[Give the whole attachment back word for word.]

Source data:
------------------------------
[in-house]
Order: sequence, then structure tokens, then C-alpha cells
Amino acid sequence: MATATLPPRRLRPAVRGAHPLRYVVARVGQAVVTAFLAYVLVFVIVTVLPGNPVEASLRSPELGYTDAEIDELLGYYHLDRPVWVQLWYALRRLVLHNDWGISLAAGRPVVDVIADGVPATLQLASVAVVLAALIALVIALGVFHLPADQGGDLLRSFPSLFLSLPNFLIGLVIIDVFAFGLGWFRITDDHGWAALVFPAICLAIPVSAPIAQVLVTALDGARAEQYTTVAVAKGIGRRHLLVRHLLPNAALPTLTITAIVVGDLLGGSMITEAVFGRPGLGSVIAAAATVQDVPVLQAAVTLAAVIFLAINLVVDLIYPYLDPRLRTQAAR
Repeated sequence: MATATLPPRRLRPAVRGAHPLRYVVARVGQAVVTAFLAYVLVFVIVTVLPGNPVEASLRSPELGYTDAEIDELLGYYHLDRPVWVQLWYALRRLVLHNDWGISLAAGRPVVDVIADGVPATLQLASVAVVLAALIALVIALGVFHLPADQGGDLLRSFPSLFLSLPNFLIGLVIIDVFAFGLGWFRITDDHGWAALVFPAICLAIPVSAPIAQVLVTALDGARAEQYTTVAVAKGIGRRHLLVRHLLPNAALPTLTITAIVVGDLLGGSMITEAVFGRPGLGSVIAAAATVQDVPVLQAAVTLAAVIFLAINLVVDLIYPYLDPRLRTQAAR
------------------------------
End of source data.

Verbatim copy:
[in-house]
Order: sequence, then structure tokens, then C-alpha cells
Amino acid sequence: MATATLPPRRLRPAVRGAHPLRYVVARVGQAVVTAFLAYVLVFVIVTVLPGNPVEASLRSPELGYTDAEIDELLGYYHLDRPVWVQLWYALRRLVLHNDWGISLAAGRPVVDVIADGVPATLQLASVAVVLAALIALVIALGVFHLPADQGGDLLRSFPSLFLSLPNFLIGLVIIDVFAFGLGWFRITDDHGWAALVFPAICLAIPVSAPIAQVLVTALDGARAEQYTTVAVAKGIGRRHLLVRHLLPNAALPTLTITAIVVGDLLGGSMITEAVFGRPGLGSVIAAAATVQDVPVLQAAVTLAAVIFLAINLVVDLIYPYLDPRLRTQAAR
Repeated sequence: MATATLPPRRLRPAVRGAHPLRYVVARVGQAVVTAFLAYVLVFVIVTVLPGNPVEASLRSPELGYTDAEIDELLGYYHLDRPVWVQLWYALRRLVLHNDWGISLAAGRPVVDVIADGVPATLQLASVAVVLAALIALVIALGVFHLPADQGGDLLRSFPSLFLSLPNFLIGLVIIDVFAFGLGWFRITDDHGWAALVFPAICLAIPVSAPIAQVLVTALDGARAEQYTTVAVAKGIGRRHLLVRHLLPNAALPTLTITAIVVGDLLGGSMITEAVFGRPGLGSVIAAAATVQDVPVLQAAVTLAAVIFLAINLVVDLIYPYLDPRLRTQAAR